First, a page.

Why I’d rather be depressed

In a perfect world, there would be no mood disorders. I would be a reasonable, emotionally stable person: happy when you’re supposed to be happy, sad when you’re supposed to be sad, and the rest of the time, a contented medium. But I don’t live in a perfect world, and as such, I’m a bloody mess a good portion of the time.

I’m a manic depressive. I cycle through ups and downs not unlike a pendulum that swings back and forth. Sometimes, though, I swing over to one side and the pendulum freezes in midair, hangs for a while in that position, before swinging back the other way. Coping with my moods often means hanging out in either an amplified or a depressed state, just waiting for the switch to get hit. In those moments, I find myself thinking that between the two, I’d much rather be depressed.

Depression is a cool lagoon, contemplative and serene with it’s dark, unfathomable depths. It washes over and caresses me, encourages me to be silent, withdrawn, creative. Depression shuts my mouth and opens my eyes. Be invisible. Observe. It says. Depression makes me tired and encourages me to sleep. To take naps. To lie still with my eyes open and day dream. It is calm, relaxed, and above all, resigned. While I am adrift in these waters, there is nothing to do, nothing to say. There is only the wait (the weight) — because I know that eventually the cowl will be removed from over my mind. I need only be patient and not give in to the sadness. Feel the waves wash over me, and not let the current drag me under. I feel well-equipped to handle my depression.

But then there is the other end of the spectrum. The Mania. The spark, the fire, the catapultic launch from the cool, contemplative waters of depression into the frenetic nuclear combustion of the sun. It consumes me, every inch of flesh suddenly alight and crawling. My every thought transforms into a long run-on sentence, there is a frenzy underneath my skin, in my head, in my chest. A need to go in all directions at once. All of my reactions are on a hair-trigger; one false move and like a match to a trail of gasoline fumes, I go up in flames.

My body trails along like a flag hung off of the back of the roller coaster that my mind is riding. Up, down, side-to-side, whipping in the air currents, fraying at the edges. My mind races and with it my heart pounds in my chest: fight or flight activated but there is no danger. The only immediate threat comes from the beast ravaging my mind.

Mania is an assault on my senses. The frenzy of my mind overtakes and disables me — I need to do everything, and therefore find myself paralyzed, unable to do anything but imagine all the ways shit can go wrong (Oh, hello anxiety disorder, glad you could join the party). In how many ways can I obsessively envision my loved ones coming to harm? How shall I plan and create contingencies for all the ways in which life is about to become up-ended? Allow me now to sit here and wait for the sound of the other shoe dropping.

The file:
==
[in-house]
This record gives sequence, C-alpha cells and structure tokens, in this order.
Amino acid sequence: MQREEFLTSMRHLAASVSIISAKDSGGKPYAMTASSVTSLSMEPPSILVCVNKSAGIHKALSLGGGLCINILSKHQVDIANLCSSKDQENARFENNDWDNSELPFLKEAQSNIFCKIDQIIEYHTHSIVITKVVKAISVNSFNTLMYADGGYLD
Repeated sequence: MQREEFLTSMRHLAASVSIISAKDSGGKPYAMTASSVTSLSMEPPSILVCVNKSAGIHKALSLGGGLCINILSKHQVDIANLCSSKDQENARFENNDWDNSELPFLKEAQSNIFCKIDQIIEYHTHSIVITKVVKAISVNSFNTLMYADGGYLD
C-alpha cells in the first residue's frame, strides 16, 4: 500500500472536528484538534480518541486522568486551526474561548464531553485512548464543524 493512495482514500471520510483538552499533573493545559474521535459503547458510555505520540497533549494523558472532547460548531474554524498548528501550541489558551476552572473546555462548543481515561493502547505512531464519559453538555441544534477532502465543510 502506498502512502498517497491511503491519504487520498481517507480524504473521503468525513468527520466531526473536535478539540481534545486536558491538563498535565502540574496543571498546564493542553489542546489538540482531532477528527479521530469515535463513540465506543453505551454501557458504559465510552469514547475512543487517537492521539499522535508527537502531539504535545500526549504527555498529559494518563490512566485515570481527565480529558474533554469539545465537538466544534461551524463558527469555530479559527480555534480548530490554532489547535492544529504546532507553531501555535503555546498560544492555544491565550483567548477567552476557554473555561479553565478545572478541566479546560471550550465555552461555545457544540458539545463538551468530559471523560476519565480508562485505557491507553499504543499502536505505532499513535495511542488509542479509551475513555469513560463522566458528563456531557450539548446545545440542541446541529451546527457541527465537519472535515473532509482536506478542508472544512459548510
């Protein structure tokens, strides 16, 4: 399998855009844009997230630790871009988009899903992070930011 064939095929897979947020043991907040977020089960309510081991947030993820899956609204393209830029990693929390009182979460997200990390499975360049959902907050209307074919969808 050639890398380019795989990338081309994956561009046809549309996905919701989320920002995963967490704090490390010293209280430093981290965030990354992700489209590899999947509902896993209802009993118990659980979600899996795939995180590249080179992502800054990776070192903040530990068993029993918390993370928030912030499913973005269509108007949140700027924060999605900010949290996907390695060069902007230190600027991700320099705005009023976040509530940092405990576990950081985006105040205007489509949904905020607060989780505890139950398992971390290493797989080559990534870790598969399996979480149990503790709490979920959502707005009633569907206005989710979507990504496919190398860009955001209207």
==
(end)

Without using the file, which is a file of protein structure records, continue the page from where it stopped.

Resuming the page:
Mania feels like no end in sight. My mind will continue to race like this, my heart to pound like this, until I hit some proverbial or physical wall that will arrest my ascent. Until then, I’m just along for the ride. But all that energy has to go some where — blood will out. So maybe I clean the bathroom grout with a toothbrush. Maybe I binge eat myself sick. Maybe I take it out on my own self, picking away at nails, flesh, and other offending tissues until the beast is satisfied with her pound of flesh.

Mania forces me to eat myself alive in mind and in body.

When does this ride end? I want off.

I don’t feel all together prepared to manage prolonged bouts of mania. Maybe medication would help, but being a breast-feeding mother of a six-month-old, I’m not willing to take the chance that she could wind up medicated too. Therapy is also only helpful up to a point. I can’t see my shrink every time I find myself flung up into the air by a manic episode. I work my way through the calming techniques, the breathing exercises, the threat assessments that he has trained me on, and I try to remain patient.

This, too, will end. My new mantra: This, too, will end.

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